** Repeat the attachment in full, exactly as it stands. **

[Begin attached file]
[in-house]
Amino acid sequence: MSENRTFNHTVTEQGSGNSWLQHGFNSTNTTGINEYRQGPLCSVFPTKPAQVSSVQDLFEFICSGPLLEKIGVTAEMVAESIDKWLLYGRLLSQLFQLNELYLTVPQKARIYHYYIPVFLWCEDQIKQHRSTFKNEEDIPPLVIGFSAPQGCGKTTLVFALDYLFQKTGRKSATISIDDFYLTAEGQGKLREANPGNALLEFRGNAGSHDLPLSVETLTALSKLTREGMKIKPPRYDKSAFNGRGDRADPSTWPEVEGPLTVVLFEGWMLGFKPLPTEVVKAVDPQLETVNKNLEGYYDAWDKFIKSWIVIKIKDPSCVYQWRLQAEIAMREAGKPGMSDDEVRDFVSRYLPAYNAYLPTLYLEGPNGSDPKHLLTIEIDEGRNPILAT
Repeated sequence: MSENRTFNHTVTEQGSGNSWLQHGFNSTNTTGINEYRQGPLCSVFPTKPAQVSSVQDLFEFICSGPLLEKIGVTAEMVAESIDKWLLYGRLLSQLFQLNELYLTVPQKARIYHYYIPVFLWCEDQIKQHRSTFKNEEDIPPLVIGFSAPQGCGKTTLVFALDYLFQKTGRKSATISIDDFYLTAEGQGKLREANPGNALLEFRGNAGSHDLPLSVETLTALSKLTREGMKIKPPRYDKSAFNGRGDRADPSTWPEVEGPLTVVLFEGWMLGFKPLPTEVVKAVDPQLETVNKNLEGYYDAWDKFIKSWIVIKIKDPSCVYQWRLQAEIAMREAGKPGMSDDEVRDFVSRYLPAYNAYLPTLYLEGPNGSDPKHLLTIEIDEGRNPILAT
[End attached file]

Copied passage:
[in-house]
Amino acid sequence: MSENRTFNHTVTEQGSGNSWLQHGFNSTNTTGINEYRQGPLCSVFPTKPAQVSSVQDLFEFICSGPLLEKIGVTAEMVAESIDKWLLYGRLLSQLFQLNELYLTVPQKARIYHYYIPVFLWCEDQIKQHRSTFKNEEDIPPLVIGFSAPQGCGKTTLVFALDYLFQKTGRKSATISIDDFYLTAEGQGKLREANPGNALLEFRGNAGSHDLPLSVETLTALSKLTREGMKIKPPRYDKSAFNGRGDRADPSTWPEVEGPLTVVLFEGWMLGFKPLPTEVVKAVDPQLETVNKNLEGYYDAWDKFIKSWIVIKIKDPSCVYQWRLQAEIAMREAGKPGMSDDEVRDFVSRYLPAYNAYLPTLYLEGPNGSDPKHLLTIEIDEGRNPILAT
Repeated sequence: MSENRTFNHTVTEQGSGNSWLQHGFNSTNTTGINEYRQGPLCSVFPTKPAQVSSVQDLFEFICSGPLLEKIGVTAEMVAESIDKWLLYGRLLSQLFQLNELYLTVPQKARIYHYYIPVFLWCEDQIKQHRSTFKNEEDIPPLVIGFSAPQGCGKTTLVFALDYLFQKTGRKSATISIDDFYLTAEGQGKLREANPGNALLEFRGNAGSHDLPLSVETLTALSKLTREGMKIKPPRYDKSAFNGRGDRADPSTWPEVEGPLTVVLFEGWMLGFKPLPTEVVKAVDPQLETVNKNLEGYYDAWDKFIKSWIVIKIKDPSCVYQWRLQAEIAMREAGKPGMSDDEVRDFVSRYLPAYNAYLPTLYLEGPNGSDPKHLLTIEIDEGRNPILAT